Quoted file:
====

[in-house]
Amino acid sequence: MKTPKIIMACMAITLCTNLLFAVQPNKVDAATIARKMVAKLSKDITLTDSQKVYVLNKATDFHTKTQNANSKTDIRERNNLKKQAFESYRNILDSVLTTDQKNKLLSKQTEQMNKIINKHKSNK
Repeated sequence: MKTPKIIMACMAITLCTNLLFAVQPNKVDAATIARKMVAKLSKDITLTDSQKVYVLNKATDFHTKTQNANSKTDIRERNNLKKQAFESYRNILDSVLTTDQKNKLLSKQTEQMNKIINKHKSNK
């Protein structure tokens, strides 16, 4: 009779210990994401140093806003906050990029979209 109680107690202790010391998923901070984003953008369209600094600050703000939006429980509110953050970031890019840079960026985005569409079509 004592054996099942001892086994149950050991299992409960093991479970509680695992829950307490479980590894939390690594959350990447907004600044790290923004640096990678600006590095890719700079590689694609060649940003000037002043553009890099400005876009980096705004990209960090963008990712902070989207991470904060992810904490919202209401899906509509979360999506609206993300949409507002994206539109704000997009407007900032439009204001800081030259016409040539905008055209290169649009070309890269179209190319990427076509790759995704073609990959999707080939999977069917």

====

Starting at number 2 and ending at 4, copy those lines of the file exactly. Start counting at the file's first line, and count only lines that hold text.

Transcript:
Amino acid sequence: MKTPKIIMACMAITLCTNLLFAVQPNKVDAATIARKMVAKLSKDITLTDSQKVYVLNKATDFHTKTQNANSKTDIRERNNLKKQAFESYRNILDSVLTTDQKNKLLSKQTEQMNKIINKHKSNK
Repeated sequence: MKTPKIIMACMAITLCTNLLFAVQPNKVDAATIARKMVAKLSKDITLTDSQKVYVLNKATDFHTKTQNANSKTDIRERNNLKKQAFESYRNILDSVLTTDQKNKLLSKQTEQMNKIINKHKSNK
């Protein structure tokens, strides 16, 4: 009779210990994401140093806003906050990029979209 109680107690202790010391998923901070984003953008369209600094600050703000939006429980509110953050970031890019840079960026985005569409079509 004592054996099942001892086994149950050991299992409960093991479970509680695992829950307490479980590894939390690594959350990447907004600044790290923004640096990678600006590095890719700079590689694609060649940003000037002043553009890099400005876009980096705004990209960090963008990712902070989207991470904060992810904490919202209401899906509509979360999506609206993300949409507002994206539109704000997009407007900032439009204001800081030259016409040539905008055209290169649009070309890269179209190319990427076509790759995704073609990959999707080939999977069917």